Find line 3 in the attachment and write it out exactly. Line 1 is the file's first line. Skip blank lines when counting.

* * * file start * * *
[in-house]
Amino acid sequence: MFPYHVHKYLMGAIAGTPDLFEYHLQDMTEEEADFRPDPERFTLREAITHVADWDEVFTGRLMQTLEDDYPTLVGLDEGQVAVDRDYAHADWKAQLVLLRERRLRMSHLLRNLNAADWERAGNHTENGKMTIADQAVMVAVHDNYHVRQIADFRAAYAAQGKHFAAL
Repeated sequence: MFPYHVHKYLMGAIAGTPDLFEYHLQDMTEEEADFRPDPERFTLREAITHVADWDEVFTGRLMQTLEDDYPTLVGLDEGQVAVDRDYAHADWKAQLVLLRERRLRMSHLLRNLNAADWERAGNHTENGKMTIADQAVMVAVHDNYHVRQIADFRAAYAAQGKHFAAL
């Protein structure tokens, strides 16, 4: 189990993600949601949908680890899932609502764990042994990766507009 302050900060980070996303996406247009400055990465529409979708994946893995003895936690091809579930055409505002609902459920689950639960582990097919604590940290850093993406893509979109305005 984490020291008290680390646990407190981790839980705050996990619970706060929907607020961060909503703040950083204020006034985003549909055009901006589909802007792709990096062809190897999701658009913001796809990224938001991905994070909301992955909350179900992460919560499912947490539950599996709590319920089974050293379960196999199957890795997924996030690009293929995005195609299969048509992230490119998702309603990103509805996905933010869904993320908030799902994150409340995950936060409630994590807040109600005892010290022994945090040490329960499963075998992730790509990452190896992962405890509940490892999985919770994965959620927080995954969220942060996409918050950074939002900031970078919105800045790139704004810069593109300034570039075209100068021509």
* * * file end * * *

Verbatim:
Repeated sequence: MFPYHVHKYLMGAIAGTPDLFEYHLQDMTEEEADFRPDPERFTLREAITHVADWDEVFTGRLMQTLEDDYPTLVGLDEGQVAVDRDYAHADWKAQLVLLRERRLRMSHLLRNLNAADWERAGNHTENGKMTIADQAVMVAVHDNYHVRQIADFRAAYAAQGKHFAAL